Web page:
Sung Mi | Teen Ink

Sung Mi

January 19, 2011
By CameronOliver BRONZE, Blythewood, South Carolina
CameronOliver BRONZE, Blythewood, South Carolina
3 articles 0 photos 4 comments

Favorite Quote:
I hope that I will be able to confide in you as I've been unable to do with anyone
-Anne Frank

Rebecca’s attention was redirected itself from the decimal problems on the white board to the now opening door. Fully opened, it released a flood of daylight into previously dimly lit classroom. Following the sudden daybreak, the entire fifth grade class blinked and shifted their attention as well. There in the doorway stood the familiar figure of Mrs. Marsteller, the school guidance counselor.
“Hello class, I’d like you meet your new classmate, Sung Mi, “Mrs. Marsteller beamed as she stepped aside.
There stood the skinny outline of a girl. Her long, foreign black hair was braided into two dark plaits down her back. It was beautiful, Rebecca thought, like ebony rain or black shadows spun into silk threads. Despite the girl’s beautiful hair, she was dressed strangely. Even for fifth grade. Long, purple plaid socks and a knee length jean skirt covered her bamboo pole legs. A yellow polo brightened her sunken chest. Her head was bent down but Rebecca could tell from what little of her face she could see, those crescent moon eyes confirmed her ethnicity to be Asian. Two boys in the front of the room snickered.
“Welcome Sung Mi,” said Mrs. Sullivan, Rebecca’s fifth grade teacher.
She looked around the room, presumably for a seat for Sung Mi.
“You can sit next to…Nicole!”
Nicole Cashman groaned audibly from the back of the room. Sung Mi looked up and her face had a sad look. Rebecca looked deeper and realized it was a look of confusion. Mrs. Marsteller obviously noticed this too and whispered to Sung Mi where she was to sit. Sung Mi’s confused look vanished and she smiled widely revealing two rows of crooked teeth. Sung Mi bowed deeply and said in a squeaky but heavy accent,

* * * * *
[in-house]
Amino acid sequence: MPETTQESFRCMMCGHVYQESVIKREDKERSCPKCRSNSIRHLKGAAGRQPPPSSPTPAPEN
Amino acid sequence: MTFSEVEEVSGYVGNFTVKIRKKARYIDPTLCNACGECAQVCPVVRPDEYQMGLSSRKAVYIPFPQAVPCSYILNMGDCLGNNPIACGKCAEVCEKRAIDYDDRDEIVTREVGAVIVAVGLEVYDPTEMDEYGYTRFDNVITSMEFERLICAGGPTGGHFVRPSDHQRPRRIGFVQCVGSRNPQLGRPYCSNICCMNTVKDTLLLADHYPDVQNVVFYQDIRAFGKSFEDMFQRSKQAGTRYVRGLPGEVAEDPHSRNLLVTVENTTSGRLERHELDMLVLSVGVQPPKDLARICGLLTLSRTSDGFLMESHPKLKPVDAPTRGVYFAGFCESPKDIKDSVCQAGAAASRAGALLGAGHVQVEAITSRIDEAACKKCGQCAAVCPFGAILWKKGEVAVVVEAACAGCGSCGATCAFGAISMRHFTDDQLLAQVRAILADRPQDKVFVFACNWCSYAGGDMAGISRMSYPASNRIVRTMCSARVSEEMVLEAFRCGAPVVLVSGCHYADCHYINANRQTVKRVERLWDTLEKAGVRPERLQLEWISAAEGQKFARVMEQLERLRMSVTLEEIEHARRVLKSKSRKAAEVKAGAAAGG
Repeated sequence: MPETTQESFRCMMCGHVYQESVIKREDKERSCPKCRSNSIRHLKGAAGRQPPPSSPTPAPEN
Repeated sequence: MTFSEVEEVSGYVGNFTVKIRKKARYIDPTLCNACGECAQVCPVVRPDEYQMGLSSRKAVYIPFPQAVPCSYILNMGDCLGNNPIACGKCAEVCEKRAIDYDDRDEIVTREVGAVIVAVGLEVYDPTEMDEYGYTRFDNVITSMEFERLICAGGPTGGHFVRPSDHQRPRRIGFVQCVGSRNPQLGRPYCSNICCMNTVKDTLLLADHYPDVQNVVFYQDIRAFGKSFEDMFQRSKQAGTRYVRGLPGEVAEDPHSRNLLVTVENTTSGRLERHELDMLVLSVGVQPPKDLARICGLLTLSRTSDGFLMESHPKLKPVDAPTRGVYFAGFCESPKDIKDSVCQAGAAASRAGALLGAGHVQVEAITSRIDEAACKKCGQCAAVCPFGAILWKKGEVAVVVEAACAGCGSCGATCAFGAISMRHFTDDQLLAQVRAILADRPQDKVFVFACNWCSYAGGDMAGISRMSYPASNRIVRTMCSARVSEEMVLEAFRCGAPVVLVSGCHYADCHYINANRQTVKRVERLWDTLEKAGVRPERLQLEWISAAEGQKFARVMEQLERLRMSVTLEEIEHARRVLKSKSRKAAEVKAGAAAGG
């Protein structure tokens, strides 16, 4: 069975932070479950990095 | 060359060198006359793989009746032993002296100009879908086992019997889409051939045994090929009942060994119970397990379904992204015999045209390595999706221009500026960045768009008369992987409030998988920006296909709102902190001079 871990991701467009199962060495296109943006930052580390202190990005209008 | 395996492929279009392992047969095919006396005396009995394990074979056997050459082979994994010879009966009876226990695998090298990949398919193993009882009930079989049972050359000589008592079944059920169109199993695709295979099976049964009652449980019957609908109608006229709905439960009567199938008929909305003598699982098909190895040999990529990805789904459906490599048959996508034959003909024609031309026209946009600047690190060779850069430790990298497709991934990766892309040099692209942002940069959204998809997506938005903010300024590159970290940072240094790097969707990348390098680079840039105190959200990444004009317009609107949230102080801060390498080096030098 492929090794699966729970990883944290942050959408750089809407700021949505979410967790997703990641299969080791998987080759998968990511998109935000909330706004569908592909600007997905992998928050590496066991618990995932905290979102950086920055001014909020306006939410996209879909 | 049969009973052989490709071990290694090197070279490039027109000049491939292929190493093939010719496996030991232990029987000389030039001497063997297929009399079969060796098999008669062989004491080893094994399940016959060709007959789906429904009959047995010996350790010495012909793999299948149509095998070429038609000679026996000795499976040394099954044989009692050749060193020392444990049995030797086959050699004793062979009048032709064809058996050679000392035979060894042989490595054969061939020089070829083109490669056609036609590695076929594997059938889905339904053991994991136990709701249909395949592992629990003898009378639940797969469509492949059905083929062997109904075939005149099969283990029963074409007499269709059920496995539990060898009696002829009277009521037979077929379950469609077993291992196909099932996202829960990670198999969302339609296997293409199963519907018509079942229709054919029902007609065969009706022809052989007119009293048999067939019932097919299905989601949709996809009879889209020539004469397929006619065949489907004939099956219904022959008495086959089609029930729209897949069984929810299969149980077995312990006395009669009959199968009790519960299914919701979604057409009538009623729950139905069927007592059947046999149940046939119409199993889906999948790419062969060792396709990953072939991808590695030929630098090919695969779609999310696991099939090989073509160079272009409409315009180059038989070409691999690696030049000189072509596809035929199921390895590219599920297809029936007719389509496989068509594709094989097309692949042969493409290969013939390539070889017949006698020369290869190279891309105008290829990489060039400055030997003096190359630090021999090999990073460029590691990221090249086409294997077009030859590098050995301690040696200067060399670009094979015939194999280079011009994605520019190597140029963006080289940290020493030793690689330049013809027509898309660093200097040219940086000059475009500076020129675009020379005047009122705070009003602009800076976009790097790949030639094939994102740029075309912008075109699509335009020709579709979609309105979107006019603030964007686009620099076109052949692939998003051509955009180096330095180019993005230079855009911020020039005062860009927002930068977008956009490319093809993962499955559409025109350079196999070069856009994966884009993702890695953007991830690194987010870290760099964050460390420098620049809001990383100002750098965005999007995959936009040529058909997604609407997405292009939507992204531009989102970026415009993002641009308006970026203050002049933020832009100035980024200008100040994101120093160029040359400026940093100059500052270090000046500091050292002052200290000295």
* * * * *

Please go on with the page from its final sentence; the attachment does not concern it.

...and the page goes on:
“Thank you…teacher!”
This was too much for the fifth grade class. They burst out laughing. Mrs. Marsteller’s smile vanished, she glared at the class and left. Sung Mi’s face got that confused look again, but this time Rebecca realized that this was sadness. Sung Mi bowed her head and hurried to her seat. Mocking laughter was the same in whatever language you spoke, Rebecca realized sympathetically. Mrs. Sullivan was furious and deducted the recess time from twenty five minutes to ten.
During recess, the class split quickly into cliques (as puny as cliques might be in fifth grade, but cliques none the less.) Rachel scanned the playground until she spotted Sung Mi sitting alone on a picnic bench. She had a pink notebook sprawled on the table and was scribbling actively into it. Rachel watched as two boys—the same two boys who laughed at Sung Mi’s name, snuck up behind her. The one directly behind Sung Mi’s left shoulder pulled the corners of his eyelids reducing them to slits. Sung Mi turned around and faced the boys. They continued their antics.
“Look at me! I’m Chinese like Sung Mi!”
“I not Chinese!” Sung Mi shrieked as she fled ditching her notebook.
Rebecca glared at the boys, she grabbed Sung Mi’s notebook and chased after her. Rebecca finally found Sung Mi, crying in the school’s butterfly garden. Hearing Rebecca’s footsteps, she looked up half fearfully, half resentfully. Her eyes were rimmed with red from salty tears,
“You come to make fun of me?” She asked.
Rebecca shook her head and held out the notebook.
“I not Chinese, komawoyo,” added Sung Mi miserably taking the notebook.
Rebecca sat down beside her. A yellow and black monarch butterfly flitted from a honeysuckle bush and alighted on Sung Mi’s shoulder.
“I think you have a friend,” said Rebecca smiling
Sung Mi’s face lit up as she smiled, the butterfly flew away. Standing Sung Mi stood up and bowed at it zig zagging figure.
“Komawoyo butterfly,” she said, thanking the butterfly

From that moment on Rebecca and Sung Mi became the best of friends. Rebecca tutored Sung Mi in her English pronunciation and grammar, Sung MI taught Rebecca some Korean customs. Friendship is a powerful thing; it can bring life to hopes and can do the impossible. It can bring two different worlds together.

The author's comments:
Okay, this was a rushed peice, but I think I did a rather nice job. I'm not into realistic fiction and I hope this is the right place to post this. However, I would love feedback. Positive would be preferred.

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This article has 2 comments.

on Jan. 24 2011 at 10:52 am
CameronOliver BRONZE, Blythewood, South Carolina
3 articles 0 photos 4 comments

Favorite Quote:
I hope that I will be able to confide in you as I've been unable to do with anyone
-Anne Frank

Thank you, but there are so many dang typos.

jlevin BRONZE said...
on Jan. 21 2011 at 9:18 pm
jlevin BRONZE, (Prefer Not To Answer), Pennsylvania
4 articles 0 photos 3 comments
youre a beautiful writer.